While coping with the requirements of the difficult roles of caregiving, caregivers may develop feelings, and these feels are quite normal. Often, caregivers will not speak out, because of embarrassment for having these feelings. But, it is important for us to know these feelings and to ensure others that it is a normal part of caregiving.
Caregivers may feel helpless because of their loved one’s condition. They cannot change the illness or they cannot make things better. Caregivers often give all they have to help those they love, but yet they still may feel that what they are doing is not enough. It is important for caregivers to realize that by doing the best they can is indeed helping their loved ones. They cannot possibly change the events that have taken place, but can learn to work with them.
Caregivers may feel anger, but it is not necessarily directed at their loved one. Instead, it is at the situation that they are now put in. This is very common and if we look at all that caregivers have to go through, it is quite understandable that anger is a natural feeling for a Caregiver. Caregivers often have to give up some of their lives in order to care for their loved ones. This can be seen in the child who is now caring for a parent. These caregivers have their own families and now they have to split the time between their family and their parent. I have seen caregivers who have had to quit their jobs in order to care for their loved ones.
Caregivers may be in denial about their current role. “I will only have to care for mom for a few days” or “Dad’s illness will go away soon.” Also, they may be in denial about their feelings for fear of what others may think.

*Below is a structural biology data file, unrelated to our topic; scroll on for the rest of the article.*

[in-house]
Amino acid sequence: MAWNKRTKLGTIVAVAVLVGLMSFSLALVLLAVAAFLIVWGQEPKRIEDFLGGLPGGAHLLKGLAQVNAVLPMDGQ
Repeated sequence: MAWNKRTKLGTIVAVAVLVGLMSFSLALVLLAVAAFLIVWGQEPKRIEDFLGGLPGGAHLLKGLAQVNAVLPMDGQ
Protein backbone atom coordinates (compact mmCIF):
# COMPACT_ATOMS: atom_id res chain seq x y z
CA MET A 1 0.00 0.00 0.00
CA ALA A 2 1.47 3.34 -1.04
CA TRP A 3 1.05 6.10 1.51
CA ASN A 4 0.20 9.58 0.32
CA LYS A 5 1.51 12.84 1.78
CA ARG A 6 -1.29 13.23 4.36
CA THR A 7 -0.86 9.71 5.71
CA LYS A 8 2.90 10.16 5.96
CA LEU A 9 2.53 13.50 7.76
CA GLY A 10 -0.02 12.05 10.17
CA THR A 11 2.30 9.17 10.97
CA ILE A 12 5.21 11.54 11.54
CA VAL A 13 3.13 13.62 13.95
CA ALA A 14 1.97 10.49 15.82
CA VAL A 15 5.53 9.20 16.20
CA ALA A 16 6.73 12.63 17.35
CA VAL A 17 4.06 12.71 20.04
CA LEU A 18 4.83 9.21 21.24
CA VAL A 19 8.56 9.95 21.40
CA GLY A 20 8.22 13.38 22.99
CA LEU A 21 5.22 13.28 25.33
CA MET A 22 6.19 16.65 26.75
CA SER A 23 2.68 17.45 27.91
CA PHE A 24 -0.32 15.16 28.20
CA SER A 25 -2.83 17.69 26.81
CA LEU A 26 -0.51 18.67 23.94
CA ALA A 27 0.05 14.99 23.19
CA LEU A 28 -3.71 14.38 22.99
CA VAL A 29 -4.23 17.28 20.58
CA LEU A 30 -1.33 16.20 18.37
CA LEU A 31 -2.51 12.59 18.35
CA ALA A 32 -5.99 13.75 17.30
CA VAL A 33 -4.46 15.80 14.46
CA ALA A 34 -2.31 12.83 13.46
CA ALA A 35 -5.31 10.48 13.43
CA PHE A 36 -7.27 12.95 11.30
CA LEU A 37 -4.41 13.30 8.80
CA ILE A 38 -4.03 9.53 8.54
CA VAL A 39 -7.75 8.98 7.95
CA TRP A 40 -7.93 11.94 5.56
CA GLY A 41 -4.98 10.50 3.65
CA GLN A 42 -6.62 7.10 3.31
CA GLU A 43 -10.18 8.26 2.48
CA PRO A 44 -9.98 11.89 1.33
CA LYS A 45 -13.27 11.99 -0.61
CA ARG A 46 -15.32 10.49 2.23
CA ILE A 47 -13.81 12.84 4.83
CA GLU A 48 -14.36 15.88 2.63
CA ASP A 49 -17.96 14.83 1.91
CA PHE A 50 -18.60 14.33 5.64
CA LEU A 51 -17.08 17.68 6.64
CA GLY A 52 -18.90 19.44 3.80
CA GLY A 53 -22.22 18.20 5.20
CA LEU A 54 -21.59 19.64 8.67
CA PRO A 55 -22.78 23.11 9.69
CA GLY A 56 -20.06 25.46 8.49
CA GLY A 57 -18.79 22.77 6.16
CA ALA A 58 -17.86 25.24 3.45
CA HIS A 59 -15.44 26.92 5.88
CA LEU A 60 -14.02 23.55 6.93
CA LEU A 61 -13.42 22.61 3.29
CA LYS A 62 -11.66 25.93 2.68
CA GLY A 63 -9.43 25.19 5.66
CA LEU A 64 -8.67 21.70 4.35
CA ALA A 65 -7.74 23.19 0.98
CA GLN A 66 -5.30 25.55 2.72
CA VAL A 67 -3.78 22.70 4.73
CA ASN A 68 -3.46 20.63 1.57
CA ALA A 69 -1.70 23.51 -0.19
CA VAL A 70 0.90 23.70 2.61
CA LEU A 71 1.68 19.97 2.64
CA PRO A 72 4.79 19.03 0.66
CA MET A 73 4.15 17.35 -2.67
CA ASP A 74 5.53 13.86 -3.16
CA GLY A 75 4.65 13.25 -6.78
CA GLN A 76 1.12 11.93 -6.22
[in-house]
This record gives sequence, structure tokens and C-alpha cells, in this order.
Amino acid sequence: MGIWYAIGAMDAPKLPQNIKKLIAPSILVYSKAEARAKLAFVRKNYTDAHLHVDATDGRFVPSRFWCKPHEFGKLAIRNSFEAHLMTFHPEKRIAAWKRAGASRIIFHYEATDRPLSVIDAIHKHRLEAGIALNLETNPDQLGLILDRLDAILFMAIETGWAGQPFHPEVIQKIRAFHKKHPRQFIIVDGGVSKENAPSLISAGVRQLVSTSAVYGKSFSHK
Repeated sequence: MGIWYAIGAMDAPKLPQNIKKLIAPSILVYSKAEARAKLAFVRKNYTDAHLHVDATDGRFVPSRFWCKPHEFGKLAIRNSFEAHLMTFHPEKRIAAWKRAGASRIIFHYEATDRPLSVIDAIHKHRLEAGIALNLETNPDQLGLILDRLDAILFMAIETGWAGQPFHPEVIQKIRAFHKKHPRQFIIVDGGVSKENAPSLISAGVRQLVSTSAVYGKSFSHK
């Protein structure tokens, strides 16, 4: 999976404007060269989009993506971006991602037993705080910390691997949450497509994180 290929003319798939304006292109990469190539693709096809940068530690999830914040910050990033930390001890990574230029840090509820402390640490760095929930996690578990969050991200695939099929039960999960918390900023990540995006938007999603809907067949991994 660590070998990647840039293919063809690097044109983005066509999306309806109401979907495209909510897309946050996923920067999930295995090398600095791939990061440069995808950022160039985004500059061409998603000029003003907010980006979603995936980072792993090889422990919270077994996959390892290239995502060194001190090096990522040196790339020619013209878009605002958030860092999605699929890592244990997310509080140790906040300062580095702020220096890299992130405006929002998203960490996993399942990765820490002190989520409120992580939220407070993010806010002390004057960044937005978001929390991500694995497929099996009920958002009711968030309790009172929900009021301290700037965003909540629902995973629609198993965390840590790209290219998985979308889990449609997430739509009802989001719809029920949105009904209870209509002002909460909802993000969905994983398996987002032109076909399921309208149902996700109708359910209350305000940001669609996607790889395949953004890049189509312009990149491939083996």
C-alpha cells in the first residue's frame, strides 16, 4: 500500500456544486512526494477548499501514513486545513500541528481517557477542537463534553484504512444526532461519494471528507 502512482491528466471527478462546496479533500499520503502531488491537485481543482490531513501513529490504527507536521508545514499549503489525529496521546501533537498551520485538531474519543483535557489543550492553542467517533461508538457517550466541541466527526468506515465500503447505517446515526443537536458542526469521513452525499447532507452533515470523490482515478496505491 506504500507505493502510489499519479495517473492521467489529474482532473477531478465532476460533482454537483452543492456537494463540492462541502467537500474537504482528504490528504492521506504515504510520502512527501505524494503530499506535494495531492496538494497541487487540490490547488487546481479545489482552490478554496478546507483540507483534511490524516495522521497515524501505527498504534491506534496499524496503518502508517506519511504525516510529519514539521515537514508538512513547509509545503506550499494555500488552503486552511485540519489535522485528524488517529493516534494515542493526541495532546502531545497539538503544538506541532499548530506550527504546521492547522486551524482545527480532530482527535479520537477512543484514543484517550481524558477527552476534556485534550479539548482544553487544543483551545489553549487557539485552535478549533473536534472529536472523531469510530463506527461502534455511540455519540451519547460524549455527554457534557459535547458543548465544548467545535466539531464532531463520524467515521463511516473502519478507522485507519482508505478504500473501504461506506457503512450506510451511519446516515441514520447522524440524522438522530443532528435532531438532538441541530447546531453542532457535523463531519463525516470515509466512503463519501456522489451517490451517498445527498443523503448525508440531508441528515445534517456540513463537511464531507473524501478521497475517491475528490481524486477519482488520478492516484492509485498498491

Caregivers may feel overwhelmed by the many tasks they perform Caregivers day out. Caregivers may express these feelings by saying, “I just can’t do it anymore,” “There isn’t enough time in the day to get everything done,” or “I am run down.”
Caregivers may feel embarrassed by a certain behavior their loved one may be expressing. This can especially be seen in loved ones with a dementing illness such as Alzheimer’s. It is okay to feel embarrassed. But, also know that your loved one is not doing this behavior to intentionally embarrass you.
Caregivers may feel regret. “If I had only done this,” or “What if I had said this instead of that?” It is human nature to have regrets. If we look back on our lives, I am sure we can all come up with different scenarios on situations we were in. That is why it is important to know that we do the best we can with what we are given. We cannot change things we have done in the past, we can only make things different from this point on. Caregivers.
Caregivers may feel like they are the only ones that can help their caregivers. Although they are the caregiver, it is crucial to become aware of programs in the community to help with the caregiving role. You do not have to be alone. For those fortunate enough to have family and friends that will help, accept the help. For those who do not have family and friends, look to the community.
Caregivers may feel frustrated with the caregiving role, especially if the caregiver is the only one providing care for their loved one, frustrated for feeling frustrated and frustrated for not being able to make things as they were.
Caregivers worry about their loved ones. “Is this the right decision?” “Is there anything else I should be doing?”
Caregivers may feel guilty because of having some or all of these feelings. They may feel guilty for feeling like they haven’t done enough for their loved ones.
The caregiving role can be quite time-consuming, not allowing caregivers to take notice of how they are feeling. In order to be effective caregivers, effective handling of roles and feelings can make the caregiving less stressful.